After taking the international genre festival circuit by storm, Jill Gevargizian’s The Stylist is ready to explode like a giant blood-drenched empathy bomb in your living room, also streaming on ARROW. A labour of love whose origins stretch back to the 2016 short film of the same name, both star Najarra Townsend as the eponymous hair stylist with a dark secret – a nasty habit of removing her clients’ hair and wearing them as wigs, posing in her gloomy lair in an attempt to assuage her debilitating loneliness and self-loathing.
While such a character on the surface should be nothing short of repulsive, through their collaboration both Gevargizian and Townsend bring to life in the extended feature version of the story both a richly detailed and sympathetic portrait of a woman paralysed by social anxiety and isolation, and a good old-fashioned banger of a horror film. We recently spoke to Gevargizian about her relationship to the project and the killer art of collaboration.
Much has been made out of your own background as a stylist and the chosen profession of your titular killer. Is there a link between these two artistic endeavours being linked, in a way, about the act of cutting, be it hair or editing a film together?
You are right – that the cuts of a film and a haircut led to a final work of art. I’ve never thought of it that way! I definitely view it as a creative and artistic profession, that’s half of what I love about it. The other half being I love people, caring for them, creating a safe space for them to not feel judged.
My whole life has been consumed by different avenues of creativity and art. I grew up playing piano and dancing. I always had a deep interest in fashion, hair, and makeup. I was messing around with hair colour and haircuts on my friends and myself long before I went to cosmetology school.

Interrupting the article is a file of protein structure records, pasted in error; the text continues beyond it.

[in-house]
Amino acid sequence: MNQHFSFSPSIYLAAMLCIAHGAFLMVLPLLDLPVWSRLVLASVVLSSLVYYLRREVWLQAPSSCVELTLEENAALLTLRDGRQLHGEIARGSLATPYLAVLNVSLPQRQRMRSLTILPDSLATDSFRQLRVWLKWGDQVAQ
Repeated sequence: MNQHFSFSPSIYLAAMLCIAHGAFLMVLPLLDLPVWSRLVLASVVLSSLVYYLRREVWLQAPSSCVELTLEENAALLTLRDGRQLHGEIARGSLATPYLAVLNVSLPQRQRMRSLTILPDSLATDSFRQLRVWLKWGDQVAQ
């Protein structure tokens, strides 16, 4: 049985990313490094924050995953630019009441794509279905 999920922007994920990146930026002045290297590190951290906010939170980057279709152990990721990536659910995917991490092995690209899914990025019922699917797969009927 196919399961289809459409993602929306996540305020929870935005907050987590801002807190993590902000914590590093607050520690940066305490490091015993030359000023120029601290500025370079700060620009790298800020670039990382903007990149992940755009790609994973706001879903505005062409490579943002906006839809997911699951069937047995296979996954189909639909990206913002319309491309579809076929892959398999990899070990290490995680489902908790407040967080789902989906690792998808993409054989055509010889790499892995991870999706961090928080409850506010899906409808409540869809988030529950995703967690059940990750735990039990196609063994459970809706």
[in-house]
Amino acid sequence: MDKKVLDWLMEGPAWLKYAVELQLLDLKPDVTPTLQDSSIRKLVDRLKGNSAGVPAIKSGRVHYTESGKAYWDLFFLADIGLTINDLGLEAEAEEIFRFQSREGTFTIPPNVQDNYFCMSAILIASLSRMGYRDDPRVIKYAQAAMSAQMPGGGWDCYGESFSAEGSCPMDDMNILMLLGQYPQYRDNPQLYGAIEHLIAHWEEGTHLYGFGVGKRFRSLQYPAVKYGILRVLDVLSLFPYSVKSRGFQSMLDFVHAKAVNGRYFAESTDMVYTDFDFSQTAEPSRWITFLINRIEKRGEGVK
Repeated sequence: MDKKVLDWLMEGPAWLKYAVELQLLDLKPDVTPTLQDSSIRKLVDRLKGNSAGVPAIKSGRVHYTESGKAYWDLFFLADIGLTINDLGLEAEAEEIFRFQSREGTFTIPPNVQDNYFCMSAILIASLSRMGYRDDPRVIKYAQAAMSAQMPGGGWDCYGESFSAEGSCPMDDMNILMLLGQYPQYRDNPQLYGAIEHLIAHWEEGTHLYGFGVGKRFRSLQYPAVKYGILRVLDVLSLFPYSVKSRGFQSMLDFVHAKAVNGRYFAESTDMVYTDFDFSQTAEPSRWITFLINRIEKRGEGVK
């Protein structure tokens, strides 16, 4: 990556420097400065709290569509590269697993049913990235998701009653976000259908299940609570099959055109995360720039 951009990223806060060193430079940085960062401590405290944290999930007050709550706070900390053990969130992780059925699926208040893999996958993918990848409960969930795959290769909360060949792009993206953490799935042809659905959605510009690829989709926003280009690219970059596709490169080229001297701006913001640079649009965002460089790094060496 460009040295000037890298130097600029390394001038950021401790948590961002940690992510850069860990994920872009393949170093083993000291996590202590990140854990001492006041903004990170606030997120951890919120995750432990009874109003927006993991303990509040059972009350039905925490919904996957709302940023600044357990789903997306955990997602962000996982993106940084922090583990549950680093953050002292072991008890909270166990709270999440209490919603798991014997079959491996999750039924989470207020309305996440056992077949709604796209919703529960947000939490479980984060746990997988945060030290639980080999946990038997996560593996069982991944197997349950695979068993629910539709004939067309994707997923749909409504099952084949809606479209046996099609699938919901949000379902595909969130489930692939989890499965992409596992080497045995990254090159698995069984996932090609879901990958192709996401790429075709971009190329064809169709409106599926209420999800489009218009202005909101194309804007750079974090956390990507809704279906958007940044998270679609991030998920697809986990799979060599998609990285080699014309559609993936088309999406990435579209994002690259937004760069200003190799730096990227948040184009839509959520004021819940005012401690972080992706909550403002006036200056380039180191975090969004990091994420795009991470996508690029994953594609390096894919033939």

How did this interest run in terms of your passion for filmmaking?
In junior high and high school I fell in love with theatre and photography. My friends and I would remake our favourite films and shoot them on VHS with my dad’s giant camcorder. We’d also write our own comedy sketches and shoot them. Even younger than that, I’d orchestrate entire “plays” with a couple friends with the intention to perform it for whoever’s parents. Funny thing was, I think I was always a director deep down. I’d orchestrate these things, but I’d have to play a part in it too, as there were normally only 3-4 of us there to play every single character (haha!). But I would always chicken out when it came down to performing it. I loved the planning of it and the shooting though.
When did horror enter the equation?
I’ve been a horror film fan since I was 8 years old. Around 13, I stopped making VHS films with friends, and really didn’t do anything in the film world again until my first short film, Call Girl, in 2014.
The inspiration came in my late 20s when I attended my first horror convention. There I saw some independent horror films and met the filmmakers behind it. That is the moment I learned real people make movies. And when I finally made the leap to directing my first short, I realized this was an art form and combined all art forms (almost all), including hairstyling. That is one of my most favourite things about it.